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Friday Confession: I Don’t Want To Be A Partner

Lisa Belkin wrote a great article about what it means to be a wife, both at our age, and at our mother’s ages. In the Motherlode Lisa talks about the evolution of our marriages. She notes that “Women still seem to want to be brides… and mothers… but we rarely describe ourselves as wives.”

That made me sad.

Being a bride was pretty awesome. Being a mother is incredible. Being a wife is my joy.

I don’t want to be my husband’s partner. In his lifetime my husband will have a multitude of partners. He’ll have partners at work, he will have partners in projects. My husband will have tennis partners and golf partners. If I do this right, my husband will have one wife.

I chose my words with care, you did not misread.

I assign great value to my role as his wife. I may not work outside the house, but what goes on in this house is work. I know people believe that everything can be farmed out. I understand that there are perfectly content families who eat their meals out most nights, where both parents work, and husbands iron their own shirts. Bless you, but I don’t want your life.

When we married we signed a ketubah. I promised to be a good wife, and he promised to care for me. We’ve followed some very traditional roles, and it’s not because we are adverse to a non traditional setup, it’s because this is what makes us both happy.

When it’s 9:00 on a Thursday night, and I’m finishing the dishes and wondering if I have the energy to give the floor a quick swipe with the mop it’s easy to wish that I was my husband’s partner. I’d love for him to do half the housework. Well… but then I remember that what really tuckered me out what the sadist in charge of the 10am yoga class. We don’t work harder than one another, we just work different hours.

If I were a woman working outside the home, I’d be no less a wife. Every moment you are married, you are wedded not only to your husband, but to the concept of marriage. You work together as a team to make a collective dream come true. I don’t know what your dreams are, but I hope you can achieve them with your spouse.

I’m not my husband’s servant just because I’m a good wife.

Being his wife means that I’m special, that he will take care of me, and I will take care of him. Being a wife means until my last breath I have one allegiance. Being my husband’s wife makes me able to be a better mother, a happier and more fulfilled woman. Being my husband’s wife assures my children that they will have a home, not just a house.

Sometimes being a wife means mopping the floor and putting on a little lipstick.

Since I didn’t marry until I was 27 and my husband didn’t marry until he was 32, I fully expect that both my children will need to know how to sew a button, earn a living, balance a checkbook and to live alone. I also know how to take the trash out, catch and gut a fish, earn a living and scoop the dog poop. I don’t actually do these things though, because I’m a wife.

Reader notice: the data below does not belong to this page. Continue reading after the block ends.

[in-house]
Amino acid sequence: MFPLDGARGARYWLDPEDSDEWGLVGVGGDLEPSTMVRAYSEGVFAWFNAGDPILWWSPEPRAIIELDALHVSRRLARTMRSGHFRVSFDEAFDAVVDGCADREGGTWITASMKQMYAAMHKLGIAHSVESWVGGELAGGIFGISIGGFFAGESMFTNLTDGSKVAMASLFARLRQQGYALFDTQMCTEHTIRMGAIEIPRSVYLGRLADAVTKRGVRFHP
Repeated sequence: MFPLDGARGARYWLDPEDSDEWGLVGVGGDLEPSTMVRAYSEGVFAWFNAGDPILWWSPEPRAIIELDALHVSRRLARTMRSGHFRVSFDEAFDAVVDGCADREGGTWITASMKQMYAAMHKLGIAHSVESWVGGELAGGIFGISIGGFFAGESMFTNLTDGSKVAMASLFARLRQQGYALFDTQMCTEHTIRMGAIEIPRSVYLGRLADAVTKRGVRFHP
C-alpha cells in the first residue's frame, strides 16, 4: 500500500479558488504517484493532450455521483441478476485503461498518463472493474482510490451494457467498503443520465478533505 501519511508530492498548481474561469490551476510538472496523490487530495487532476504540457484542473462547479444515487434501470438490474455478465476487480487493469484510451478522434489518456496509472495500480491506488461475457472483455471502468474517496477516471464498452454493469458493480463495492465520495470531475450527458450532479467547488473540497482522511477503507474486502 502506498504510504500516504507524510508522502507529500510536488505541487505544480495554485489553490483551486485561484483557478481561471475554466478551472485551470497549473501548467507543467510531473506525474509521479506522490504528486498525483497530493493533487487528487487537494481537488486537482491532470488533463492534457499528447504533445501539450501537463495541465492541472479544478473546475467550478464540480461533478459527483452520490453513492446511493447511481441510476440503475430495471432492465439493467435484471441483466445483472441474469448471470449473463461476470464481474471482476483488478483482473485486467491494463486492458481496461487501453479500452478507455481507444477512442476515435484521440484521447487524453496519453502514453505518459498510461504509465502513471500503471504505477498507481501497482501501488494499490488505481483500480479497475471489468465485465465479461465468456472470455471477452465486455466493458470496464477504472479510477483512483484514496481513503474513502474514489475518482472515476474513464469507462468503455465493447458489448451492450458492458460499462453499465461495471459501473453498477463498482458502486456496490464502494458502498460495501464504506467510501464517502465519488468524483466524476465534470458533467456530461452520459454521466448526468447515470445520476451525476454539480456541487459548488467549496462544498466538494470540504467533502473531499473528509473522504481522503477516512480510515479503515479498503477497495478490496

My job is to provide my husband and our children with a rich and harmonious home. I suspect that if you asked my husband, he would say the same.

I’m a wife. I love being a wife. I suspect many women feel the same way.

33 thoughts on “Friday Confession: I Don’t Want To Be A Partner”

  1. fantastically well written and quite beautiful. i really love your perspective on this. it makes me wonder if the term “partner” is a generational term. just the semantics of “wife” vs. “partner” is interesting to me.

  2. You don’t earn a living because you are a wife? Did you not contradict what you seemed to say earlier in the post by saying this?

    I believe that this is what is behind Belkin’s article and why some are saying they prefer to use a term other than “wife.” Because it creates the scene you just described. The traditional wife. When there are so few left.

    Very few of us left in this world even have a choice to do what you do. Most ppl don’t have the luxury of being the wife you describe. If you are middle class or of lower income, being a wife, a marital partner means making your share of the income. It means doing what needs to be done even if it means no time for yoga during the day.

    Working moms know the saying “I need a wife” because at the end of the workday they still have the work that is your full time job. And they’d better believe their spouses ought to be doing their share of mopping floors and drying dishes

    1. I think you read more into it than was there.

      I talk about being a wife in the only manner in which I have been a wife. I can’t talk about being a working wife because I am not one.

      Were I a career track wife, I’d be livid if someone called me a partner. Partners are replaceable, wives are special.

  3. Tony and I met and married before I could legally purchase drinks, we knew nothing of caring for one another as singles, and only learned as a couple. While some girls planned their weddings I planned to marry ‘a tan man with a good last name’. I had been planning my housewives duties for years. THAT was my dream. Tony met criteria A and B and when we he said he wanted his wife to stay at home and raise the family, I knew this was my match. We are partners in parenting and family planning, but wife is paramount. I know I seem like I might have been shaken out of a 1950’s Southern Living catalogue, but I wouldn’t have it any other way.

    PS-I covet a ketubah, (being that Tony grew up in a predominantly Jewish area of Houston…) a good friends mother writes all of their ketubahs. I have asked that she make one for our 10 year anni this year. It is so superior to renewing vows in my eyes.